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home : features : people of faith

6/6/2013 10:35:00 AM
MASTER'S DEGREE
Theology grad came home to Church
BY ANGELA CAVE
STAFF WRITER

This spring's crop of graduates at St. Bernard's School of Theology and Ministry at Albany included Margaret Anderton, an educator who served as a deacon in the Reformed Church in America before reverting to Catholicism.

The parishioner of St. Luke's Church in Schenectady plans on using her new master of divinity degree to serve in pastoral care leadership; she's finishing a residency as an interfaith chaplain at Albany Medical Center. She collaborates with ethics committees, medical staff and patients on end-of-life issues, blesses dying individuals and even baptizes babies in the neonatal intensive care unit.

"You walk with [the families]," Ms. Anderton said. "I'm in awe of some of the people I meet.

"Often, it's a painful situation or a loss," she continued. "There aren't words at a time like that. [Chaplains] bear witness to what people are going through [and] allow people to cry or lament or whatever they need to do, without passing judgment."

Ms. Anderton's career has always involved serving and teaching, whether it was as program director for a YMCA branch, director of safety and health education for an American Red Cross chapter or executive director of Bethesda House, an interfaith ministry to the homeless, disabled and economically disadvantaged in Schenectady.

She headed the latter organization for 14 years, helping it earn non-profit status, expanding it to a $5 million facility and establishing it as the county's leading agency for serving the chronically homeless.

The ministry taught Ms. Anderton about the shared messages of justice, peace and solidarity in all faith traditions: "Respect for the dignity of the human person is really what it's all about."

Ms. Anderton lived on Long Island before moving to Rotterdam at age 10. She was raised Catholic while the changes of the 1960s' Second Vatican Council were beginning to take effect, but she wasn't allowed to attend non-Catholic churches or befriend children of other faiths.

She felt interested in theological issues from a young age. Eventually, her parents gave her permission to join an interfaith youth Bible study.

Ms. Anderton married after college and divorced in less than two years. Partly because she wasn't granted an annulment, she started drifting away from the Church. She married her husband of 25 years, Jack, when she was 27. They joined the First Reformed Church of Schenectady when their two children were toddlers.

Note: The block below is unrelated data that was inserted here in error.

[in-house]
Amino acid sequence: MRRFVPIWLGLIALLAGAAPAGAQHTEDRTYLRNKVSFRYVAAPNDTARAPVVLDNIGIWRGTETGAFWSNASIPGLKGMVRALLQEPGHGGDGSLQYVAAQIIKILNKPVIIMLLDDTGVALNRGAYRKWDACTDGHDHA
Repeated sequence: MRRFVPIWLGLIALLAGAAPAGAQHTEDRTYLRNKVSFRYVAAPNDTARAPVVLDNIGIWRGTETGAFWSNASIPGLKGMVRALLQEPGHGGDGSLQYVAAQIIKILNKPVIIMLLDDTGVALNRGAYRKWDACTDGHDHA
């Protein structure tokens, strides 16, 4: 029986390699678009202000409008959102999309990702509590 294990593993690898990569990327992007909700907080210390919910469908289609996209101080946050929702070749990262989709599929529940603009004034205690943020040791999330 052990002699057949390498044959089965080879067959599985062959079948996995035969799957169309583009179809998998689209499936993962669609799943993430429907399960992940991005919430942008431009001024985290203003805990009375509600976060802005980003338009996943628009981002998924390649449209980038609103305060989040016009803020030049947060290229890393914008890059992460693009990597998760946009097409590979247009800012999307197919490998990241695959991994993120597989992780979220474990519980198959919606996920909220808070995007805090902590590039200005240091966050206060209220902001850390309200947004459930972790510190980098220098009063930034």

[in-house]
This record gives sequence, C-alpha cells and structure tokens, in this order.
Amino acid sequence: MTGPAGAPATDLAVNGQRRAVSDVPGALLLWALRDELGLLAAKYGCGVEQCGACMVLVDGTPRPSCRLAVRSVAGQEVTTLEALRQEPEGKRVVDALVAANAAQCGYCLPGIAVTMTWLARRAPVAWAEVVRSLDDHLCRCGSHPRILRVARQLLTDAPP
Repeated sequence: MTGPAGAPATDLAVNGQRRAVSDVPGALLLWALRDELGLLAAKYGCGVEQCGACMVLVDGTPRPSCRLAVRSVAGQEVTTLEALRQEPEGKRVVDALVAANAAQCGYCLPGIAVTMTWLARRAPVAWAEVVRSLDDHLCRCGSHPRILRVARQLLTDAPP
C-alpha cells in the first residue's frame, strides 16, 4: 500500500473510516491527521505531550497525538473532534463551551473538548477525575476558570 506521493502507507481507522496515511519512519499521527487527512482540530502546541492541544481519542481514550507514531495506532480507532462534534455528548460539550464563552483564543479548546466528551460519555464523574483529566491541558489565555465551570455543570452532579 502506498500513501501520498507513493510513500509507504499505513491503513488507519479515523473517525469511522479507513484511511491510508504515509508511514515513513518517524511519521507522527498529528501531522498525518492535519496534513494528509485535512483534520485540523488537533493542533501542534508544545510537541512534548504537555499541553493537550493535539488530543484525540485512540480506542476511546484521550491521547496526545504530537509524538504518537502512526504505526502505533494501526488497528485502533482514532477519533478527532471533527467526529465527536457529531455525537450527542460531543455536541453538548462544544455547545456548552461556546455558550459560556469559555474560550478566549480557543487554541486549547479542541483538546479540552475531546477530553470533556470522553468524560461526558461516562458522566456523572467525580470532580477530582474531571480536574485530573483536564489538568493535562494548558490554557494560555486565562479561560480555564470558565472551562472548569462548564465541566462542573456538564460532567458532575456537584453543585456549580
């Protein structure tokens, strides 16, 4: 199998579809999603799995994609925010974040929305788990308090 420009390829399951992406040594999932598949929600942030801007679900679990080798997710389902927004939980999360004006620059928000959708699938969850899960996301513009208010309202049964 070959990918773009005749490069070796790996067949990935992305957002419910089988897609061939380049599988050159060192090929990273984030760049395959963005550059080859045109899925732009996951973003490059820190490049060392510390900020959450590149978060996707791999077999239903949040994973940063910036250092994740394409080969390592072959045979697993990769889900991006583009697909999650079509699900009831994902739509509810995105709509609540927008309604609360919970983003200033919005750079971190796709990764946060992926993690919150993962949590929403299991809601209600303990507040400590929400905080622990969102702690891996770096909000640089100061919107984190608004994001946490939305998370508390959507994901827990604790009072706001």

With friends in the congregation, "it felt like home," she said.

The church, which emphasized the Bible, sermons and education, also gave her opportunities to explore her questions on faith. Deeply involved in ministries, she was ordained a deacon; along the way, she picked up a lot of knowledge about Catholicism.

Ms. Anderton realized that there's no faith tradition whose followers agree with its every aspect, and that "most people maintain, as adults, a very childlike understanding of their faith tradition." She also gained clarity on the real presence of Christ in the Eucharist in the Catholic tradition.

In her Reformed church, communion was served in the form of white bread squares and small cups of grape juice. Though Protestant churches exude a "real sense of fellowship," she said, "there's a sense of reverence to [worship] that I missed."

Ms. Anderton started exploring Catholic Masses when her children were in high school and joined St. Luke's in 2009. She liked the inclusiveness, the traditional feeling and the fact that parishioners quietly knelt in prayer to prepare for Mass.

She started thinking about returning to school and eventually settled on theology as a discipline. A St. Luke's parishioner recommended St. Bernard's, the Diocese's graduate school for theology, and she dove into studies there despite having no career direction.

"The whole trust in God thing - at some point, you have to really do that, not just say you do that," Ms. Anderton said.

She calls the school a well-kept secret. Then again, "What's a best-kept secret is a lot of stuff in the Catholic Church," she said. "If you're someone who's into spirituality and mysticism, it's here."





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